Concert Reviews Music

Concert Review: MIKE at Bar Le Ritz PDB

Underground hip hop champion MIKE played for his first Montreal audience at Bar Le Ritz on March 10, accompanied by Florida-based rappers 454 and Niontay

The crowd was small but dedicated outside of Parc Extension’s Bar Le Ritz PDB, where MIKE made his Montreal debut. Illuminated by the chandelier store opposite from the bar, the line slowly trickled through the door where they were met with a relatively small venue. 

With no DJ, Niontay was the first to play on stage. Hailing from Orlando, Florida, he’s been putting out singles for a few years and his first project, Dontay’s Inferno, releases April 7. His set sounded like The Black Eyed Peas mixed with 

Even though the crowd didn’t know him, that hardly stopped them from enjoying his performance. They quickly took his cues for when to shout and by the end there was enough energy to make him say his Montreal performance was more fun that his most recent show in Boston. 

454 was up next, and since he was born in Florida but lives in New York he acted as a sort of bridge between Niontay and MIKE. He’s been putting out projects since 2021 and it was clear that most of the people there had already heard of him, which makes sense considering his presence on Denzel Curry’s latest album.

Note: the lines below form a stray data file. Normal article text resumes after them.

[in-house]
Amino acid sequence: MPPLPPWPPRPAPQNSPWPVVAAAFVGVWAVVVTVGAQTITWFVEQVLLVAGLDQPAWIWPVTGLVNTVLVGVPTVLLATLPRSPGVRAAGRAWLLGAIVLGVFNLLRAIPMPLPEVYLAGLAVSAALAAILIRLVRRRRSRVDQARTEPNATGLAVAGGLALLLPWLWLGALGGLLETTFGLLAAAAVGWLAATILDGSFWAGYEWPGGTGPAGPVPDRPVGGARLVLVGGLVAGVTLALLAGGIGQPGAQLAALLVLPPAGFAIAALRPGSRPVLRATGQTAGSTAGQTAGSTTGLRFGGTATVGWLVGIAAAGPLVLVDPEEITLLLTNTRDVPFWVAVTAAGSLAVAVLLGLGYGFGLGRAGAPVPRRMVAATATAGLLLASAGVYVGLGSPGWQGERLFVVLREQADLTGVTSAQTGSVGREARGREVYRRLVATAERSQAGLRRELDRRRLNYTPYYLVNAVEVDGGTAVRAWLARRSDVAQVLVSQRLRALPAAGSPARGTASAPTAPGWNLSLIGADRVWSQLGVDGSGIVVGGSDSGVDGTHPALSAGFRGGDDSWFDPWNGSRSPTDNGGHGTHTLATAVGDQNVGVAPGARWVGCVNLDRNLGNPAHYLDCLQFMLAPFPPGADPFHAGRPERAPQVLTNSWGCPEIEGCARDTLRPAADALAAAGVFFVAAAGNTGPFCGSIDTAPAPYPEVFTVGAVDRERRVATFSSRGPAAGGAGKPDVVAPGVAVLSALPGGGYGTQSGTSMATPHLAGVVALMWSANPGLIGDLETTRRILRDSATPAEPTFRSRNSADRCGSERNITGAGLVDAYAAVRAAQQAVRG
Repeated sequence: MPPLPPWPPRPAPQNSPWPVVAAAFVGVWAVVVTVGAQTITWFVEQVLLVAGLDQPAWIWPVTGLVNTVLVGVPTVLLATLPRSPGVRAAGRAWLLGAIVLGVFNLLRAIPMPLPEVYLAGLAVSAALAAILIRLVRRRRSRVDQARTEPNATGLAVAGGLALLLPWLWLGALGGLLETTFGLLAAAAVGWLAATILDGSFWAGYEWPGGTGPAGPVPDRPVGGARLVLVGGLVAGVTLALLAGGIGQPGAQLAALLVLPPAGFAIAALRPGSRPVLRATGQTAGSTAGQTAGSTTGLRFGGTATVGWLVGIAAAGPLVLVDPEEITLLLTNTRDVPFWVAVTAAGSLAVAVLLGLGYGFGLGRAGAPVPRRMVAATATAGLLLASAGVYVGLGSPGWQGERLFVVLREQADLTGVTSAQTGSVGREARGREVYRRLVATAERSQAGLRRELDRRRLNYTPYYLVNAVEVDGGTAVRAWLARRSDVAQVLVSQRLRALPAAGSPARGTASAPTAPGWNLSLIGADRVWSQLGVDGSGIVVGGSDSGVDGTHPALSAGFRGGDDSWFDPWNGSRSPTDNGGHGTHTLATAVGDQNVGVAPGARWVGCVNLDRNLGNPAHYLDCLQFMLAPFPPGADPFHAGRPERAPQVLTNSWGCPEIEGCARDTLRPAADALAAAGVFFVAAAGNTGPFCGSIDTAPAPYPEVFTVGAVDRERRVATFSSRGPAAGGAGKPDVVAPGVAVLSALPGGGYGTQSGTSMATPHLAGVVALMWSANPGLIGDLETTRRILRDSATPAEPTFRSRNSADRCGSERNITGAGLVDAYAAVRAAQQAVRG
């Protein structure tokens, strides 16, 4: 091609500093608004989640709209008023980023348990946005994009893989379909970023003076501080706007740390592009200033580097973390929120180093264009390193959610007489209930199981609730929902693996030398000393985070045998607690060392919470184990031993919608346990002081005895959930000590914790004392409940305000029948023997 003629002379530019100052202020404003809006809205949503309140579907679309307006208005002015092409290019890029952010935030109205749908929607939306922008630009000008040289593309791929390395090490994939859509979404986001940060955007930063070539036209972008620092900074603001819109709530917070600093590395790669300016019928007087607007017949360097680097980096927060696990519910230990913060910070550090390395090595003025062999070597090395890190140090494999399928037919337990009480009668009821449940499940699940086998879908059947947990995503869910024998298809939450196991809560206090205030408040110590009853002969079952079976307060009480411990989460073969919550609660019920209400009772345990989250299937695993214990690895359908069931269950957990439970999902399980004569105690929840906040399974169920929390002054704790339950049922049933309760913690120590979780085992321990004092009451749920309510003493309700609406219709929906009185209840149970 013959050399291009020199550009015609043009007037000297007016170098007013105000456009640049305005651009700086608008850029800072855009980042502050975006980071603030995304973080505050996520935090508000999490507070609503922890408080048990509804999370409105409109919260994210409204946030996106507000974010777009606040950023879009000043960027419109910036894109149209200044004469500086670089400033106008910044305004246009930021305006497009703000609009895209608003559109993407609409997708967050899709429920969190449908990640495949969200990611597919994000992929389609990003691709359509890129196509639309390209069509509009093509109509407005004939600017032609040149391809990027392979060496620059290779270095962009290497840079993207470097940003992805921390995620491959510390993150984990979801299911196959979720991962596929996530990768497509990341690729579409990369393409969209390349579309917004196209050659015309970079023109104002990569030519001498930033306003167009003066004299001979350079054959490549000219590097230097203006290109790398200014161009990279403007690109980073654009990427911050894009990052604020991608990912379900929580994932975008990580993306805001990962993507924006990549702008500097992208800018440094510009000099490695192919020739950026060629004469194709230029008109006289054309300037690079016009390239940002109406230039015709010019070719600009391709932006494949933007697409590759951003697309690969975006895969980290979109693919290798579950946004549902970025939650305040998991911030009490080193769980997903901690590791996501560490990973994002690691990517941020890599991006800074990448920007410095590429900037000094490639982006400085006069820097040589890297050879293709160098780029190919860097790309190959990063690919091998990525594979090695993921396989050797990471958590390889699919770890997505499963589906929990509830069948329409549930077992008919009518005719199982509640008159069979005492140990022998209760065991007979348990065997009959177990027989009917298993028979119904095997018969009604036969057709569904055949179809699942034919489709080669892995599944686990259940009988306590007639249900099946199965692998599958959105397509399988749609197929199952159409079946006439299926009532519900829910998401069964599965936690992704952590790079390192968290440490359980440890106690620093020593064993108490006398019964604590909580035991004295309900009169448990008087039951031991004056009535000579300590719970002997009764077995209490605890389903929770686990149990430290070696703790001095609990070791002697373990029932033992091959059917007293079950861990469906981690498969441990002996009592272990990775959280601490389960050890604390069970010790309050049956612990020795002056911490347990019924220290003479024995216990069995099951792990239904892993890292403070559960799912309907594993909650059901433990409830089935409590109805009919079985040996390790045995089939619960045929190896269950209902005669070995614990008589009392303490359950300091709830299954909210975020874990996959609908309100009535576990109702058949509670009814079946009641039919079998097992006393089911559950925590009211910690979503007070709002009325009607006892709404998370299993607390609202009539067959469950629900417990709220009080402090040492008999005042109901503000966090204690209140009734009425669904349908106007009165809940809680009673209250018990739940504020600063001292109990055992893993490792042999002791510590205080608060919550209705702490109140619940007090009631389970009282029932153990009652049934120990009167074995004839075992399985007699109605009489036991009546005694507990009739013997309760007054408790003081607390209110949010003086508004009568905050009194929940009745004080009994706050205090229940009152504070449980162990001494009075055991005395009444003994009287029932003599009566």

His music had some similarities to Niontay’s, but with more of a trap/drill influence, including gliding 808s and plug-esque video game sounds. His set was more energetic than the first, prompting even a few short mosh pits during the most well-known songs. He did a good job getting the audience warmed up and for a decent amount of MIKE’s set, he was dancing in the audience.

The venue had been crowded from the jump, but at this point it was fully packed and the sweat was pouring. Thankfully MIKE took the stage after a short wait, and after giving some daps to the front row he jumped into a set that was energetic, intimate, and memorable. The highlight was definitely when someone tossed a bag of weed on stage and he stopped the show. “Y’all are gonna see my first ever live zaza review,” he said, before performing his song “Aww (ZaZa).” This prompted a large portion of the crowd to light joints, adding a thick layer of smoke to the room. After trying a few spliffs from the audience, he announced a winner. 

Another highlight was when he acknowledged his mother as the source of his creativity, and a resounding applause was dedicated to her. Near the end of his set, his backing track started skipping, but because of the chopped up samples he typically uses and how rhythmic the skips were, it just sounded like alternate or remixed versions of the songs. 

Unsurprisingly, most of the set was dedicated to his newest album, Beware of the Monkey. This is his 10th studio album in just six years, and it strays more melodic and poppy than his previous efforts. That’s not to say it’s a completely new sound; the reverb-laden sample loops are still there, but now they feel more grounded, even simplified a bit. The result is an album that’s more accessible to a general audience, but also doesn’t alienate the people he already won over.